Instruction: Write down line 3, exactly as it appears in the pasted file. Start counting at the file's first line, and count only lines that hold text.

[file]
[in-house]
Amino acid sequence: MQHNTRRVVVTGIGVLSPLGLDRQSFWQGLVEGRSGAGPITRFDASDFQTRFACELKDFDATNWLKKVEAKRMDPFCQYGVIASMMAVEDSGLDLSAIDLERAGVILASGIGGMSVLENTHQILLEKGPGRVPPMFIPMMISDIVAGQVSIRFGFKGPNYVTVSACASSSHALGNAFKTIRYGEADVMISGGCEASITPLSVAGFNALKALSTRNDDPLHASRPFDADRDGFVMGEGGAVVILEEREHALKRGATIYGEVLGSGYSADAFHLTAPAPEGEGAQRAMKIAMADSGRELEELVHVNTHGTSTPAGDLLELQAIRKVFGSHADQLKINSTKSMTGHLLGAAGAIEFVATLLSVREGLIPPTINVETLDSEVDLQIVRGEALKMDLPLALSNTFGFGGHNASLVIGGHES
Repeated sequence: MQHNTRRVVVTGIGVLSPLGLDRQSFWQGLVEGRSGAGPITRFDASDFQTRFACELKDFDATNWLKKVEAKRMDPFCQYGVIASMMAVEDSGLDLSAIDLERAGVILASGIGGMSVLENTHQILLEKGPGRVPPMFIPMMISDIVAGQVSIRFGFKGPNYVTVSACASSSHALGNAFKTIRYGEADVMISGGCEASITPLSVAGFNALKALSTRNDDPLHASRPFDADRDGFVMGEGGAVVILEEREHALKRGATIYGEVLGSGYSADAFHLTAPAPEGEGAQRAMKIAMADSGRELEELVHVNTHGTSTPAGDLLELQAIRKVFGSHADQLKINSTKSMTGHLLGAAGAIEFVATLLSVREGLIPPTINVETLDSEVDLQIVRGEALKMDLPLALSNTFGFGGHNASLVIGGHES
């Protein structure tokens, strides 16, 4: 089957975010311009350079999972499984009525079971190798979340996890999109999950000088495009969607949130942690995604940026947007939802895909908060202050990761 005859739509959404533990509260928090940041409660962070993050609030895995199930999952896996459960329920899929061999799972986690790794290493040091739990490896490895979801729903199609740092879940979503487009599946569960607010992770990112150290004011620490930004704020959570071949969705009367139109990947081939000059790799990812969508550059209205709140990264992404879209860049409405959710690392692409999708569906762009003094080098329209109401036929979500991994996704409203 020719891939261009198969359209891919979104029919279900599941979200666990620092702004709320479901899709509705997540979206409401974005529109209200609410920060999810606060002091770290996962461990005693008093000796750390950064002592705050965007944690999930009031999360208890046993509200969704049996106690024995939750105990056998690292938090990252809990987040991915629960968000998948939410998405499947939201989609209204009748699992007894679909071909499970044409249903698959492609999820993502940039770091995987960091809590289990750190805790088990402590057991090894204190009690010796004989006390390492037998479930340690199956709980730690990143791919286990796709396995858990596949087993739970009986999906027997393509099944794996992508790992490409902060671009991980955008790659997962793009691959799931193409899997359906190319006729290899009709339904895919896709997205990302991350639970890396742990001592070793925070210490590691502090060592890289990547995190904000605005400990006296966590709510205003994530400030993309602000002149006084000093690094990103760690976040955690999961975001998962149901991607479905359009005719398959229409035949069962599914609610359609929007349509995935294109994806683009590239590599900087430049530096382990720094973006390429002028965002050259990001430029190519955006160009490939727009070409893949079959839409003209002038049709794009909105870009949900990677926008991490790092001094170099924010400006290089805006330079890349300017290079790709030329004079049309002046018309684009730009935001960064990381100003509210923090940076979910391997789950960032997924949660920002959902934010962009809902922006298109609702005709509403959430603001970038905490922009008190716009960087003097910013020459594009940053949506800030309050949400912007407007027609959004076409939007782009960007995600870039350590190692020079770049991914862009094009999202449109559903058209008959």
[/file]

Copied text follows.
Repeated sequence: MQHNTRRVVVTGIGVLSPLGLDRQSFWQGLVEGRSGAGPITRFDASDFQTRFACELKDFDATNWLKKVEAKRMDPFCQYGVIASMMAVEDSGLDLSAIDLERAGVILASGIGGMSVLENTHQILLEKGPGRVPPMFIPMMISDIVAGQVSIRFGFKGPNYVTVSACASSSHALGNAFKTIRYGEADVMISGGCEASITPLSVAGFNALKALSTRNDDPLHASRPFDADRDGFVMGEGGAVVILEEREHALKRGATIYGEVLGSGYSADAFHLTAPAPEGEGAQRAMKIAMADSGRELEELVHVNTHGTSTPAGDLLELQAIRKVFGSHADQLKINSTKSMTGHLLGAAGAIEFVATLLSVREGLIPPTINVETLDSEVDLQIVRGEALKMDLPLALSNTFGFGGHNASLVIGGHES